I tasted the fear in my mouth- metallic, powdery angst.
The freeways curved before me and I watched the signs and swallowed hard, so far so good. I wasn’t dead or lost yet. I was scared to drive to my hotel in downtown Kansas City. I had looked up directions on Google Maps and painstakingly handwritten the directions. I looked around frantically as the street I was on ended, or I thought it did. It curved and I panicked and went the wrong way. Embarrassed, I turned around and went back. There were a lot more one-way streets but that was okay. I was okay because I had made it off the freeway. I detest, loath and hate the city freeways.
I had especially worried about the knot I had seen on Google maps . Six highways converged into one ball and then all emerged out- I didn’t want to be on the wrong one - going the wrong way because it’s harder to fix than you might think sometimes- kind of a cool metaphor for life there.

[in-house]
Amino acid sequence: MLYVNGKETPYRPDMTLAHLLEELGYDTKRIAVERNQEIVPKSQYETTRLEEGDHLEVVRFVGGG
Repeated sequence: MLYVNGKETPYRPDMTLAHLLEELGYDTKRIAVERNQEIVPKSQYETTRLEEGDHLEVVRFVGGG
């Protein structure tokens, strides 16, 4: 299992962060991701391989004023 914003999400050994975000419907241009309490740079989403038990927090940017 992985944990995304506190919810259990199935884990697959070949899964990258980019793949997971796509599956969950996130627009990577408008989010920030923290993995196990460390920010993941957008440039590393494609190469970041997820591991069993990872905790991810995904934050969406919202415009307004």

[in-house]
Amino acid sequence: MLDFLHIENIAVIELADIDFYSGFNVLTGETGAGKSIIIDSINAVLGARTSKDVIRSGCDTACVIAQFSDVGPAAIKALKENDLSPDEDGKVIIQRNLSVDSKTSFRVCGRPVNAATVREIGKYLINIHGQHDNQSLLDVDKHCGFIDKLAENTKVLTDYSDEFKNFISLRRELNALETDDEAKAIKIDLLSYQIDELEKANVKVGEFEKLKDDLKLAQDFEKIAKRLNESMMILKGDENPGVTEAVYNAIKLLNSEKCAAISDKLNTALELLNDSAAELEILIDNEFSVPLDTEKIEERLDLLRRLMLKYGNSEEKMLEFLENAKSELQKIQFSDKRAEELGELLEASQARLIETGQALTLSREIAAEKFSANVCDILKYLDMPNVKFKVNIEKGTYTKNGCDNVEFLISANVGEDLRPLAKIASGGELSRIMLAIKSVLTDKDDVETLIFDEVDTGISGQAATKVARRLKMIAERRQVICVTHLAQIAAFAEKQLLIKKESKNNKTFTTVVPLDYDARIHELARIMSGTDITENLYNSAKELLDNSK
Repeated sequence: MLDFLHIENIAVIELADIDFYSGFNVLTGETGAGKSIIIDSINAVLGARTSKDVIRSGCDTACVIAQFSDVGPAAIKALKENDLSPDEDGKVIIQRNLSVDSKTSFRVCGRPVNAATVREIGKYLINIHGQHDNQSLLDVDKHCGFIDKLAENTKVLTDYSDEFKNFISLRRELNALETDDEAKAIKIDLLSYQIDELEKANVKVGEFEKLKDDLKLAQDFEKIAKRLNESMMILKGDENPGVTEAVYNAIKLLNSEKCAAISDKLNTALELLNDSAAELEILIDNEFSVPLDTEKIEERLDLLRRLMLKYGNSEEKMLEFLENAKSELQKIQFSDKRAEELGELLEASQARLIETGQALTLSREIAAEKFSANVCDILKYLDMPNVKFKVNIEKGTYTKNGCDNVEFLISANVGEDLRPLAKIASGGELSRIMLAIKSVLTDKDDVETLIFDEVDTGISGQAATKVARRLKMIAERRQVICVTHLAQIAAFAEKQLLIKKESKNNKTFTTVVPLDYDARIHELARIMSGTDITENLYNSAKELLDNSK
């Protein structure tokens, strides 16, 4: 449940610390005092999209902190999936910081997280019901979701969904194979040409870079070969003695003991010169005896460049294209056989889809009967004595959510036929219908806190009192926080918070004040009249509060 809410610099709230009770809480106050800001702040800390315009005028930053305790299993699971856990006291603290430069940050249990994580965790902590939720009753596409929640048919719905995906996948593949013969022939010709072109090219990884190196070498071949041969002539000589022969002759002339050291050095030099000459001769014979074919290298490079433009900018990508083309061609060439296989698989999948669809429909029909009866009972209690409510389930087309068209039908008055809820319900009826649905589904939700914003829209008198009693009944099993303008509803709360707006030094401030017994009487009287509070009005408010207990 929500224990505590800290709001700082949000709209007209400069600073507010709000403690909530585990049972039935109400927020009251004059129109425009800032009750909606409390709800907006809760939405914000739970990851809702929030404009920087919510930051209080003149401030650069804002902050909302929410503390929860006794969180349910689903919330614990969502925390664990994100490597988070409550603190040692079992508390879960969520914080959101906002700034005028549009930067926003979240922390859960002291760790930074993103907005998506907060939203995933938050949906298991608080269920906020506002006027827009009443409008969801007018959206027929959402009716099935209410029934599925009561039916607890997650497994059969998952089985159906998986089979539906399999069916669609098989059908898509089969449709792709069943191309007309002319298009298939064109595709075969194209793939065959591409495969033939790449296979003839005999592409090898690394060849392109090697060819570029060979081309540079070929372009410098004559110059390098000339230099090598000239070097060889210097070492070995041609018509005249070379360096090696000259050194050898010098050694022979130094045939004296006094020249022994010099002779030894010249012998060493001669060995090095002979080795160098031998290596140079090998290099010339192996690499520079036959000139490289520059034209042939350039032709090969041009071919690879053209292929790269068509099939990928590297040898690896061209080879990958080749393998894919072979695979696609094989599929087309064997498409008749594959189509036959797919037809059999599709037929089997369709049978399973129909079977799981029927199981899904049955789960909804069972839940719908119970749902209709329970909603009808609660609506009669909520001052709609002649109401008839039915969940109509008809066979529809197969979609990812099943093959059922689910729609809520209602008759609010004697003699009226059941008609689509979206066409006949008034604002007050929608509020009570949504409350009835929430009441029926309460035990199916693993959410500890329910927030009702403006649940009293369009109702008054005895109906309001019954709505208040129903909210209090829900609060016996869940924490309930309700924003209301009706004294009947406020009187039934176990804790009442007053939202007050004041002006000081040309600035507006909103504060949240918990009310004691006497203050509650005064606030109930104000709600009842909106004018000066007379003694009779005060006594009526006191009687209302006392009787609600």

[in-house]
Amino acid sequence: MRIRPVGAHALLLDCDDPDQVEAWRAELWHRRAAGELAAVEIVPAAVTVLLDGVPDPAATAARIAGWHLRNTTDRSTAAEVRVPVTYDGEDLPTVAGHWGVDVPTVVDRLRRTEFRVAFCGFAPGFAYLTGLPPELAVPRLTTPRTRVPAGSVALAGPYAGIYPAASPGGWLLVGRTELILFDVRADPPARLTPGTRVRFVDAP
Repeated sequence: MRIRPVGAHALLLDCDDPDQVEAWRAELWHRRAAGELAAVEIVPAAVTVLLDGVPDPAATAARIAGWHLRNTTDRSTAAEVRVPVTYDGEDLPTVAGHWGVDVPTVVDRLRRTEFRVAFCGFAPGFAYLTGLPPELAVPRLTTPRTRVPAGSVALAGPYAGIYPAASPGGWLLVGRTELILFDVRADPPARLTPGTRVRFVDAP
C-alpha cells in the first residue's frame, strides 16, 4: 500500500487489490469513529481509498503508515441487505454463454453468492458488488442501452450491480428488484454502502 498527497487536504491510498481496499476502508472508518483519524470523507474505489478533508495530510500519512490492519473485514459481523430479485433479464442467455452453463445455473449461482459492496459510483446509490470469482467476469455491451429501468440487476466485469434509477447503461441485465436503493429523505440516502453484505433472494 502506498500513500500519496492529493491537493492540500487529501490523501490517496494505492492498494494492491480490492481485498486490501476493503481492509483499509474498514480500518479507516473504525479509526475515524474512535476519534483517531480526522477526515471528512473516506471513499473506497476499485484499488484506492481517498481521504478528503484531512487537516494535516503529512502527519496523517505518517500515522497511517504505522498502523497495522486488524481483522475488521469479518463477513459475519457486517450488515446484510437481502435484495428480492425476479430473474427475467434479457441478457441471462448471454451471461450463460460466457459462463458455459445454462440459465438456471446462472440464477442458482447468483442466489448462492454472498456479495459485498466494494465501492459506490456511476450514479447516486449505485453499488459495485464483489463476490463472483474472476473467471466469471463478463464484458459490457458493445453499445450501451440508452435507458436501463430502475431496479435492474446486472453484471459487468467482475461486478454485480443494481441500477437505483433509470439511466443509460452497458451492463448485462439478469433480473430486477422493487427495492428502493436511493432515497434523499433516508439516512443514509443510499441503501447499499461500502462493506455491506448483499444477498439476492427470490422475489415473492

At the same time as I felt the fear I was proud of it- proud of myself for doing something I was scared of. I face fears every time I sit down to write, every time I lace up my shoes to run, and every time I start a new idea in class. What if I fail? Sometimes I cave in to those fears (mostly if it involves dancing in public) but I conquer them some of the time. But this fear, this saliva-producing, mind-numbing, sweat-inducing, "Oh God where do I go?" fear- That’s unusual, and I think good for people to experience on some level.
Now I need to get up and drive to a friend’s house in Kansas City, Kansas and guess what?
Yep, I’m scared- somewhere new- and I gotta get on that big highway again- eeek- sigh- let’s do this -
Kim Blevins is a teacher-consultant with the Greater Kansas City Writing Project.
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